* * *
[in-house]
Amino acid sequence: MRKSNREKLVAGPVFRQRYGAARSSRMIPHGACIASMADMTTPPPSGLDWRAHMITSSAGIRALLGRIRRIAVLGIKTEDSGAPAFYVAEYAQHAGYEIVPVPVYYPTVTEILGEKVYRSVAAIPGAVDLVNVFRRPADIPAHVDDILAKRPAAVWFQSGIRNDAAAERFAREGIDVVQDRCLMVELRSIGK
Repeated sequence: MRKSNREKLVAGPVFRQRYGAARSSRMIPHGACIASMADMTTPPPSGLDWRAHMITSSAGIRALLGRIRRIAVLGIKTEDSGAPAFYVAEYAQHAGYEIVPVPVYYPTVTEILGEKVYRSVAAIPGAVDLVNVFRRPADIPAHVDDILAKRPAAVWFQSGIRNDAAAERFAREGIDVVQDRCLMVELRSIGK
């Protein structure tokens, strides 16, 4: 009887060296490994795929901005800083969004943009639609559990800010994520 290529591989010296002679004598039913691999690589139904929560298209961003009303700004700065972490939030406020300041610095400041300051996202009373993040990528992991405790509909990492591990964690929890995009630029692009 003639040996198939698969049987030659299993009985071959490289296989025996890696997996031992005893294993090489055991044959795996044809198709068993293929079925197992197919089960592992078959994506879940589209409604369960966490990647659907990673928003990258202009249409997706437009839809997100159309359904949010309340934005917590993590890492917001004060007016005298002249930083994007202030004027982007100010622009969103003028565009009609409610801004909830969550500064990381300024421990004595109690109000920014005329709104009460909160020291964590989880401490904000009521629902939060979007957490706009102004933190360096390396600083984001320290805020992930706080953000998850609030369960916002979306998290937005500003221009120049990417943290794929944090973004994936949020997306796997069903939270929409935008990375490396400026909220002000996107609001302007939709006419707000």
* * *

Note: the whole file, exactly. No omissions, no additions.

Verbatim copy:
[in-house]
Amino acid sequence: MRKSNREKLVAGPVFRQRYGAARSSRMIPHGACIASMADMTTPPPSGLDWRAHMITSSAGIRALLGRIRRIAVLGIKTEDSGAPAFYVAEYAQHAGYEIVPVPVYYPTVTEILGEKVYRSVAAIPGAVDLVNVFRRPADIPAHVDDILAKRPAAVWFQSGIRNDAAAERFAREGIDVVQDRCLMVELRSIGK
Repeated sequence: MRKSNREKLVAGPVFRQRYGAARSSRMIPHGACIASMADMTTPPPSGLDWRAHMITSSAGIRALLGRIRRIAVLGIKTEDSGAPAFYVAEYAQHAGYEIVPVPVYYPTVTEILGEKVYRSVAAIPGAVDLVNVFRRPADIPAHVDDILAKRPAAVWFQSGIRNDAAAERFAREGIDVVQDRCLMVELRSIGK
């Protein structure tokens, strides 16, 4: 009887060296490994795929901005800083969004943009639609559990800010994520 290529591989010296002679004598039913691999690589139904929560298209961003009303700004700065972490939030406020300041610095400041300051996202009373993040990528992991405790509909990492591990964690929890995009630029692009 003639040996198939698969049987030659299993009985071959490289296989025996890696997996031992005893294993090489055991044959795996044809198709068993293929079925197992197919089960592992078959994506879940589209409604369960966490990647659907990673928003990258202009249409997706437009839809997100159309359904949010309340934005917590993590890492917001004060007016005298002249930083994007202030004027982007100010622009969103003028565009009609409610801004909830969550500064990381300024421990004595109690109000920014005329709104009460909160020291964590989880401490904000009521629902939060979007957490706009102004933190360096390396600083984001320290805020992930706080953000998850609030369960916002979306998290937005500003221009120049990417943290794929944090973004994936949020997306796997069903939270929409935008990375490396400026909220002000996107609001302007939709006419707000």